As this piece isn’t a Truffle Hunting consultancy advert, I won’t go into the long list of businesses Sutcliffe and McLean have worked with, but it is as substantial as it is impressive. Just last year, they entered into another pub partnership with a family on north Hampshire pub The Mutton. The point is, the duo present a distinctive operator story, as alongside the advisory elements of their business and hands-on partnerships like the ones seen at The Crown and The Mutton, they have their own pub to run in The Oarsman.
“We bought The Oarsman with James Lee, and while we own the pub, our philosophy is the same,” says Sutcliffe. “We put in a chef who knows what the product is. Scott Smith [Arbutus, Wild Honey and most recently Sugar Boat] wants to put great ingredients on a plate, which is exactly what we want to do. We designed it on a shoestring, James put the kitchen in, we painted it at night and at the weekends, and then we upcycled all the furniture. We’re 14 months in now and it has been really well received.”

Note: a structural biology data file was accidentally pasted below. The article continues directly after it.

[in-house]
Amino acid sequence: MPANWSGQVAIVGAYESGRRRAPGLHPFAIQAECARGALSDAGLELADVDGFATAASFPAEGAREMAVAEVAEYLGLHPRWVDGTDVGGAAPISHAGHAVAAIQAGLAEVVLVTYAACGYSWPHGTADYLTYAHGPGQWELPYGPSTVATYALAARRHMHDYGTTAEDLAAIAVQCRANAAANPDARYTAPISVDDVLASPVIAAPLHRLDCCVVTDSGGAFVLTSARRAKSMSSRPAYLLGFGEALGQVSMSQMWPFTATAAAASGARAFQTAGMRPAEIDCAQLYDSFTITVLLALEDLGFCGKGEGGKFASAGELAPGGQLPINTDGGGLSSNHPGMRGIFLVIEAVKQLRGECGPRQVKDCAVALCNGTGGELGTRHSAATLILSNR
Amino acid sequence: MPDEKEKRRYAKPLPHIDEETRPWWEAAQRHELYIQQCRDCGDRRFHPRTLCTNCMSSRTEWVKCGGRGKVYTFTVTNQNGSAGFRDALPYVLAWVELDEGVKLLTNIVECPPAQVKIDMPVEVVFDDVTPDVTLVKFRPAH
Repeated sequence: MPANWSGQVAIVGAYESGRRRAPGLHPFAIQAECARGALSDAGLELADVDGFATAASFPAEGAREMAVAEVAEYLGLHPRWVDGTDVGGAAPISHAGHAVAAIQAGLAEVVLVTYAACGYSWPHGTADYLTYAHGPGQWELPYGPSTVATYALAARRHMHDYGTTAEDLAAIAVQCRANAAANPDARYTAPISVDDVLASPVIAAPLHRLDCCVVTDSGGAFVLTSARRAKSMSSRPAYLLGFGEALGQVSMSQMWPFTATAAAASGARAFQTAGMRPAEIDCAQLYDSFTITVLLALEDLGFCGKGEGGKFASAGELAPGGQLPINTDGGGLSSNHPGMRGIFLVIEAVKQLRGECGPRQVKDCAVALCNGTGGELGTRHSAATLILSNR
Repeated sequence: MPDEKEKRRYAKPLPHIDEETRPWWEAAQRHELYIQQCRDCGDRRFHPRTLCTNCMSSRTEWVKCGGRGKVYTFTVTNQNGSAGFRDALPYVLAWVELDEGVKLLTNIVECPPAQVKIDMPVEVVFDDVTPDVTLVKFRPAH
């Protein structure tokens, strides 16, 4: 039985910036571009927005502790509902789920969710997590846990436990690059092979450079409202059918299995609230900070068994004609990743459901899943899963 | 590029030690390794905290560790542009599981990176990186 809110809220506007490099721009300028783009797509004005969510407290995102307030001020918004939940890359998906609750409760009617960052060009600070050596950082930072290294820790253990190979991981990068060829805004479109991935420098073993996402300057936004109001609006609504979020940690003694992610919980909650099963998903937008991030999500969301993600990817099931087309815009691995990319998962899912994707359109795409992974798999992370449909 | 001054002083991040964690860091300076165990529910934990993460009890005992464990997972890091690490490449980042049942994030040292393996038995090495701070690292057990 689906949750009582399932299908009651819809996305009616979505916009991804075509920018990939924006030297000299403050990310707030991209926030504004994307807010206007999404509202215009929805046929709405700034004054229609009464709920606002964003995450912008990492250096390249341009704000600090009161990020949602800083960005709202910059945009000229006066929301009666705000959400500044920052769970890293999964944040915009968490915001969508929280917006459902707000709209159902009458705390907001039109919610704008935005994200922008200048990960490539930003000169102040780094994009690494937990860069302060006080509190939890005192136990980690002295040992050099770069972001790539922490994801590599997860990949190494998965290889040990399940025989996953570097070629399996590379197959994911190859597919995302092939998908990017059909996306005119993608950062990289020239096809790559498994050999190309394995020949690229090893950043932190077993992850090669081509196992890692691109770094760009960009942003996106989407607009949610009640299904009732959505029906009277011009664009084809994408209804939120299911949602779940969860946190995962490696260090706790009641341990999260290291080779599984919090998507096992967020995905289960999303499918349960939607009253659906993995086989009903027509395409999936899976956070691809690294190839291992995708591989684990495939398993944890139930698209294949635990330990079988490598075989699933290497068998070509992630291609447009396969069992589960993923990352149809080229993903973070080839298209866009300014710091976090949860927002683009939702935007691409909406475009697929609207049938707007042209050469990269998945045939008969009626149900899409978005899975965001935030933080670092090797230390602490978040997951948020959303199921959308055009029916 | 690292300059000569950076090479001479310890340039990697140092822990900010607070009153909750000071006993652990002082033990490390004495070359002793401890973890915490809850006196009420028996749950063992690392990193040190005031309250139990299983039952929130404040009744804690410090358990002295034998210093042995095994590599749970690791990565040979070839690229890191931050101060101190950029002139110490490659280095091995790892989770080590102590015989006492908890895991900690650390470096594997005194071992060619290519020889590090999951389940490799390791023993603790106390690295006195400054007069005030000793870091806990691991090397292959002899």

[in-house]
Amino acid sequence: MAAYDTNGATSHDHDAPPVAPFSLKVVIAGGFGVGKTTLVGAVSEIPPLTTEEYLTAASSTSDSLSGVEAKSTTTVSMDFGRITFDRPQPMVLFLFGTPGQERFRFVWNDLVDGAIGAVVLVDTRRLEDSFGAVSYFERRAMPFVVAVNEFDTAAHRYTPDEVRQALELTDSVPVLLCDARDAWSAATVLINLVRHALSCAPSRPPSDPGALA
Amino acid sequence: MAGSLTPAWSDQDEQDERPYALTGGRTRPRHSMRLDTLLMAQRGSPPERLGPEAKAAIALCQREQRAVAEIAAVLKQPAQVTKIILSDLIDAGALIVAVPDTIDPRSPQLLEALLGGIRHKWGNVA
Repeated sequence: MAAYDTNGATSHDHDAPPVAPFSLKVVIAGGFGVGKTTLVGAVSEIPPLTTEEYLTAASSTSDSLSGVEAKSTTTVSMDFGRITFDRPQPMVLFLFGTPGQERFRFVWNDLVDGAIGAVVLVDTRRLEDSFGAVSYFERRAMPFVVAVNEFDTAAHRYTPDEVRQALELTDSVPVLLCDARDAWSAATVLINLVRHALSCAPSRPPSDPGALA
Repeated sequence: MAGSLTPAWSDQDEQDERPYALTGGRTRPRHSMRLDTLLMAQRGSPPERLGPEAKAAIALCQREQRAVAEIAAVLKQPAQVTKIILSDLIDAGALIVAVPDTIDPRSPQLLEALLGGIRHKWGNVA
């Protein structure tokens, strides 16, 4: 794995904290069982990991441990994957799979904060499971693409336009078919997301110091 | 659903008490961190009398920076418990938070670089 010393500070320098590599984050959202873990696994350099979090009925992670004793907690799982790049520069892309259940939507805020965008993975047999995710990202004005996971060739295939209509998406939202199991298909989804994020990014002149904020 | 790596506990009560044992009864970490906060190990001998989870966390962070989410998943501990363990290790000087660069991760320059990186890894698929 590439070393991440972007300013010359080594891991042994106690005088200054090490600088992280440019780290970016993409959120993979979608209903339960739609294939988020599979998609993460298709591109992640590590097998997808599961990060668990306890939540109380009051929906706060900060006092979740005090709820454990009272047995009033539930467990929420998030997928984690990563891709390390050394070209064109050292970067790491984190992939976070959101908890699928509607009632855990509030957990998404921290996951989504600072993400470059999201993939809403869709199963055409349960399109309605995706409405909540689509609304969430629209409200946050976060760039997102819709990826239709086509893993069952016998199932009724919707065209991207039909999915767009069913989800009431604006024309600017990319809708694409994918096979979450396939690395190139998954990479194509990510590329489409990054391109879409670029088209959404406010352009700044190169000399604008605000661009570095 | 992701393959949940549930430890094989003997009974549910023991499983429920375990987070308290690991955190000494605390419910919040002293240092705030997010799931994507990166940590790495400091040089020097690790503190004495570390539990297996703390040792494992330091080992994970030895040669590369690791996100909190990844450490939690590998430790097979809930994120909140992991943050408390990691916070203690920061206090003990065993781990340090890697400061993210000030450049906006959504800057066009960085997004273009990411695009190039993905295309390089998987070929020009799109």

Scott Smith, head chef at The Oarsman
The businesses and backgrounds of Sutcliffe and McLean are hardly comparable to the majority of pub and bar operators. It’s not often that I’ll interview a pub personality who is known for co-creating one of the most famous restaurants in the world. So, the question is, why pubs? Actually, no. It’s why buy a pub? Those who have been to Bray and compared Blumenthal’s Hind’s Head to The Crown over the road will immediately see which site is more ‘pub-like’. The Crown is certainly the more casual affair, but financially it is risk-free for the duo to be involved in. Now that they own and operate The Oarsman, how are they perceiving the potential in the current pub and bar market?